The shoot was pretty smooth for the most part; everyone worked their tail off, but we all had so much fun doing it. We shot with a Blackmagic camera, which made things really efficient and fast, and on some days we shot with two cameras. We did have to change the location of the last episode at the last minute – it was supposed to be exterior, but it was going to be on the hottest days of the summer when we were supposed to shoot it! So, we scrambled to find an interior location, and for a few days we were really worried we weren’t going to find anything we could afford. We ended up compromising where we shot the episode, but it all worked out in the end. And yes, we made sure there was great catering and craft services available at all times. A well-fed cast and crew is a happy cast and crew!
The cast is truly diverse. With diversity being such a hot button in Hollywood today, did you feel the need to mark a check list from African-American, to Asian, to bears, to twinks, to everyone in between?
I really didn’t have a so called “check-list.” However, one of the biggest issues I saw when looking at other series online was that mostly all of them were white. I had always intended for Elliot, the main character, to be black. That was a must for me – I wanted the lead to be a gay black man, because you rarely see that. Going into casting for the other roles, the ethnicity of the characters was entirely open. However, it was incredibly important to me and John that we have a diverse cast. That’s what real life is like! As far as “type” of character, we just wanted them to seem like real people. We wanted them all to be different and unique and as real as possible.
What is your take on gay and trans characters being portrayed only by gay and trans actors?
This is a controversial topic. I’ve always felt the best decision you can make in casting is simply choosing the best actor for the role. An actors’ job is to act – they are not actually the characters they are portraying, they are acting. For The New 30, it didn’t matter to us if the actor was gay, straight, bi, pansexual, transgender or whatever. We always wanted the best actor for the role. Period.
At the same time, we have a new character in Season 2 who is transgender. I’ve been talking to my casting director about it, and ultimately, we both want a transgender actor to have the opportunity to play this part. It’s a well-written, three dimensional love interest to one of our lead characters. The right transgender actor will bring invaluable authenticity and experience needed for such a nuanced role.
You raised money on Kickstarter to fund this project. What was that process like? Would you do it again?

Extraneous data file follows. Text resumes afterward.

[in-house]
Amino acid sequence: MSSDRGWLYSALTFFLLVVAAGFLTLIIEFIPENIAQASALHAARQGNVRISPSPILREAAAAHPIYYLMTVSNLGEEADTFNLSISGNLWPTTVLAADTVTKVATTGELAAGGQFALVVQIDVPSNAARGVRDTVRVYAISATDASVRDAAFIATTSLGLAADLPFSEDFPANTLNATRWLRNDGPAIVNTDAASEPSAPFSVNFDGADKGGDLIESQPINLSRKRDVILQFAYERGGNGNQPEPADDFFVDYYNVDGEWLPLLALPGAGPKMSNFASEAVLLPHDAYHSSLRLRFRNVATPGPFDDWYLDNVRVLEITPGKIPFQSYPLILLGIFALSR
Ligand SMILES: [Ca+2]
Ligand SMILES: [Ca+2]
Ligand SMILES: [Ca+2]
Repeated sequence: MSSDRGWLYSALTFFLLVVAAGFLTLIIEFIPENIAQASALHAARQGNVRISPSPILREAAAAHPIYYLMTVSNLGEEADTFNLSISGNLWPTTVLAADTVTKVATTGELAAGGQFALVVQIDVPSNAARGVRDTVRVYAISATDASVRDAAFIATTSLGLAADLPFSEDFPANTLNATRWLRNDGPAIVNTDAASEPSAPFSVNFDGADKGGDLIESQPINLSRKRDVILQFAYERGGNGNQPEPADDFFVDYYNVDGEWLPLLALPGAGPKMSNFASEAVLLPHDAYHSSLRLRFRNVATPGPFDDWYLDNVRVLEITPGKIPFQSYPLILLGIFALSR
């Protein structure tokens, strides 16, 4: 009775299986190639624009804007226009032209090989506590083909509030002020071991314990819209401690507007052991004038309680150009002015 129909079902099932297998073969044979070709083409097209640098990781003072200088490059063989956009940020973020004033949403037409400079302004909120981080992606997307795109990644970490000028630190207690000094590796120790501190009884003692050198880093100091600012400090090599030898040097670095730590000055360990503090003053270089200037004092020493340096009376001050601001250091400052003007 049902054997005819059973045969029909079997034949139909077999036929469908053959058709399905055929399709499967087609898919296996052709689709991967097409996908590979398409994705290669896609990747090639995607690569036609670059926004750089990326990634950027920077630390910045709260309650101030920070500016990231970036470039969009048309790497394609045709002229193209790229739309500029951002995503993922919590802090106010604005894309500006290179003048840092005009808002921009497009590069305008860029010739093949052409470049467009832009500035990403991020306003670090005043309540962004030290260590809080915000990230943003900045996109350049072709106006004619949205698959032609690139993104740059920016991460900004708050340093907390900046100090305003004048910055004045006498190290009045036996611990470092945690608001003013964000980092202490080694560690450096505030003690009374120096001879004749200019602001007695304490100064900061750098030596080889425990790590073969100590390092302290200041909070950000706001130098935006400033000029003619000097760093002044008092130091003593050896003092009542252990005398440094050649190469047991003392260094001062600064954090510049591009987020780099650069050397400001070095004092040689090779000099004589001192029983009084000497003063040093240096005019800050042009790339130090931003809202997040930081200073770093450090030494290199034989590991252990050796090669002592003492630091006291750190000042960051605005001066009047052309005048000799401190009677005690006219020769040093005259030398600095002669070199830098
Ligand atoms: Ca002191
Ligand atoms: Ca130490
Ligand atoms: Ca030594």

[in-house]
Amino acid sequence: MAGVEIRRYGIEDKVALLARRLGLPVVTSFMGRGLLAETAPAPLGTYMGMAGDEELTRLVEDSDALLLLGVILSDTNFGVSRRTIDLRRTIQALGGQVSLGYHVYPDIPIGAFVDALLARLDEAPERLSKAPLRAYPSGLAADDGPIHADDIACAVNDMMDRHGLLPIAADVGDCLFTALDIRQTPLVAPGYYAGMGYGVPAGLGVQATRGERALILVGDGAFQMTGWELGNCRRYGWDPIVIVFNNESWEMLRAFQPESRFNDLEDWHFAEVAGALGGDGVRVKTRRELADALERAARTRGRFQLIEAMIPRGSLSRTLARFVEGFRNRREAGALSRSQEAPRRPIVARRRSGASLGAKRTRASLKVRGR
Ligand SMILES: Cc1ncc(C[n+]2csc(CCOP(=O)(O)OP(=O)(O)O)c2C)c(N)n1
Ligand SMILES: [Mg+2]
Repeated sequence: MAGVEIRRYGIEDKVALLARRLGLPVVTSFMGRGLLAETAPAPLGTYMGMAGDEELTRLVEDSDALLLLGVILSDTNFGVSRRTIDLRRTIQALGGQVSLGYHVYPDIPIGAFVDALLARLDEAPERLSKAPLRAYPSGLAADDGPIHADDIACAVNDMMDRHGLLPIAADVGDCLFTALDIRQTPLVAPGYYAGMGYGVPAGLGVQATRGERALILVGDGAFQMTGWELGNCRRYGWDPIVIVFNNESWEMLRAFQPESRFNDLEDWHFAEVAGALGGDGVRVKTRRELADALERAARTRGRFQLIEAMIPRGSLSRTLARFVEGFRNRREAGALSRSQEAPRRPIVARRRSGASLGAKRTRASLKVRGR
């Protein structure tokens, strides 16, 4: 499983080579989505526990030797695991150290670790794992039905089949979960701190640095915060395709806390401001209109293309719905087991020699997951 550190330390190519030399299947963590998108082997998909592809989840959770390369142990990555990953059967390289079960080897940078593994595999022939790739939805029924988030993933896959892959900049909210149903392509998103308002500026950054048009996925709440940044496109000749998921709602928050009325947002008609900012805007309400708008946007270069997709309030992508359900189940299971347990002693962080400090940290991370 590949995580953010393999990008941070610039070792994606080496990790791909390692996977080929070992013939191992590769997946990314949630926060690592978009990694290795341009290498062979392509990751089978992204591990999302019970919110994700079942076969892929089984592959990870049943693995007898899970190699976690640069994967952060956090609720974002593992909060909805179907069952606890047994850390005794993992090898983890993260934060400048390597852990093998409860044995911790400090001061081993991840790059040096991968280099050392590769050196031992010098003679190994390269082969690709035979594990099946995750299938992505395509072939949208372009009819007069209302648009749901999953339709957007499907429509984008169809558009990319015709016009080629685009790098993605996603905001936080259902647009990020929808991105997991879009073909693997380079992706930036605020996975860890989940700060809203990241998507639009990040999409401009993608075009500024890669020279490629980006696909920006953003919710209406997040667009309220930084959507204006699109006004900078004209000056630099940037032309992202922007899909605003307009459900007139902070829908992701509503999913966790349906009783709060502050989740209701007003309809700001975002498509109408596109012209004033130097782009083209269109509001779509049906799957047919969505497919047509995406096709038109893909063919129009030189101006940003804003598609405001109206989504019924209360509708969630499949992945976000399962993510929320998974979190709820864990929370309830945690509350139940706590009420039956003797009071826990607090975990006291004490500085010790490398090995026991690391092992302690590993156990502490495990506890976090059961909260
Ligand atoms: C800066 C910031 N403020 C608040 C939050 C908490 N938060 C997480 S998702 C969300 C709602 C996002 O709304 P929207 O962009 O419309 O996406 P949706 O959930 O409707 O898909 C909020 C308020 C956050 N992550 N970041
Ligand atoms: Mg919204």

Well, I AM doing it again! I didn’t think I would, but the reception for Season 1 has been so incredible that I am doing it again so we can make another season. We launch the Kickstarter for Season 2 on March 2! I pulled in a lot of favors from friends for the first one, and the scripts have bigger set pieces and more characters this time around, so we’re going to have to raise a lot more money this time. It’s going to be hard. We need people to help us by spreading the word on social media and to their families and friends!
What is your advice to someone creating their own web series?
Research and learn. Plan, plan, plan. Just because you have an iPhone and have some friends who are up for making a series doesn’t mean you should. Take it seriously. Make sure it’s about something you are passionate about. Write, write, and rewrite. Get a budget together so you can pay talented people for their time and talent. Plan for post production costs so you can make sure it’s the best web series you can make with your budget. Learn how to make a professional product.
Do you see LGBT content becoming more mainstream as more larger scales films, from Love, Simon to Call Me By Your Name, take the spotlight?
Absolutely. LGBT content is getting way more mainstream and “popular”, even. This is evident with the latest films and especially with RuPaul’s Drag Race making the strides it has – more LGBT characters are being featured in movies. I’m so glad things are finally changing, with the big production companies willing to put more money into LGBT stories.
What was your own coming out story?
I never realized I was gay until college. In high school, I just didn’t fit in anywhere but I thought I liked girls. I didn’t have a girlfriend or sex until I was 18. When I went to college, I had two relationships with women and knew something was just not right but amazingly, didn’t get it. It wasn’t until a good friend came out to me, and then his friend seduced me, that I realized that I was gay. I came home one weekend (I’m from North Carolina) and came out to my mother, who then told me my sister had already spilled the beans. She was totally accepting and proud of me. I took my dad out to dinner that same weekend and told him. He was surprised, but said he and my stepmother didn’t care who I brought home as long as I was happy. So, I was really lucky to get those responses – especially having grown up in the South.